The results of the NRVC-CARA study appear to indicate that young people are more attracted to those groups with a strong sense of identity: those for whom spirituality, life in community, a sense of belonging to the wider Church, and a spirit of joy are evident. These qualities may also exist in those groups with fewer or no vocations, but they may be more difficult to identify. Young people are joining groups they believe visibly stand for something; they judge them to be worth the gift of their lives.
A word about identity
During the years following Vatican II, the writings of Paul VI contributed significantly to our knowledge about charisms and helped clarify their meaning for our day and age. The Pope said the following, “The charism of religious life, far from being an impulse born of ‘flesh and blood,’ or derived from a mentality which conforms itself to the modern world, is the fruit of the Holy Spirit, who is always at work within the Church.”
He went on to identify several characteristic signs of a charism’s presence: fidelity to the Lord, attention to the signs of the times, bold initiatives, constancy in the giving of oneself, humility in bearing with adversities, and a willingness to be part of the Church.
If we are seriously interested in the renewal of our congregations and institutes today, we will need to put aside excuses such as age, temperament, fear of the future, and a thousand other reasons and get on with the task at hand.
But first of all we must answer this question: Do you and I really believe that the Spirit of God, who was so alive and active in your founding person and mine, longs to live and breathe in you and me today? The results of the NRVC-CARA study indicate that this is just the type of challenge for which young people considering our way of life are looking.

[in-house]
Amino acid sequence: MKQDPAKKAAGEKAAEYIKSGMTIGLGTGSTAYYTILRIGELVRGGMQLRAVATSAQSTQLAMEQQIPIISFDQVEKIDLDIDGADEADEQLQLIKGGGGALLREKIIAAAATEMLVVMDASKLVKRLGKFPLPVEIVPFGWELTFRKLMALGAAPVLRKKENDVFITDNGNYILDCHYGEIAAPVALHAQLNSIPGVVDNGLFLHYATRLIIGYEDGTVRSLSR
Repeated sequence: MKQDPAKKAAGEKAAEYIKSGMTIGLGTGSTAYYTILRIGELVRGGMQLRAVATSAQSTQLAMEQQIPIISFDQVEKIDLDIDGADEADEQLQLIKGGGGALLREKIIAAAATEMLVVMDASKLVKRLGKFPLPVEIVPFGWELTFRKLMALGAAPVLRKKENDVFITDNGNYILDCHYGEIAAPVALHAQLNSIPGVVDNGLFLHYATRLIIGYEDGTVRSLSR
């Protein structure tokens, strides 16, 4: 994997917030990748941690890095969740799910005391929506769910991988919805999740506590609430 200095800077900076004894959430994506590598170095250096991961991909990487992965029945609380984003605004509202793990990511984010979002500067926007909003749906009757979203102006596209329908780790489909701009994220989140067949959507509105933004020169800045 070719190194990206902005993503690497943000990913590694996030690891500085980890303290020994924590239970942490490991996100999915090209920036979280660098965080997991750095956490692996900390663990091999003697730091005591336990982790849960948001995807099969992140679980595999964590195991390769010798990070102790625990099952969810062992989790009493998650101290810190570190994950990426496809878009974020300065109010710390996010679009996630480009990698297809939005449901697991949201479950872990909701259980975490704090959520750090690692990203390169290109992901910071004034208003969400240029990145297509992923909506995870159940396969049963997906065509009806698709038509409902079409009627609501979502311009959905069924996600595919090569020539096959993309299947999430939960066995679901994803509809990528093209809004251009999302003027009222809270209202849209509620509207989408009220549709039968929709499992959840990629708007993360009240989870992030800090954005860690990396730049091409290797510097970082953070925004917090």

Since the days of Vatican II, religious life in the US has been moving through a time of significant transition. With what outcome? Confusion among many about the nature and purpose of this way of life.
The results of the NRVC-CARA study provide us with an opportunity to address some of this confusion and in the process revisit the plans and programs that we have in place for encouraging vocations to congregations of sisters, brothers, and priests. The report tells us that we are called to create a “culture of vocation promotion” within our groups.
To do so, we must first ensure that at least one full-time vocation promoter is named for each Province or District in the congregation. However, we must also write a new job description for this person. He or she is not to be made solely responsible for tracking down and inviting suitable applicants to join the group but rather his or her chief work is to help all who make up the Province or District take on personal responsibility for that task.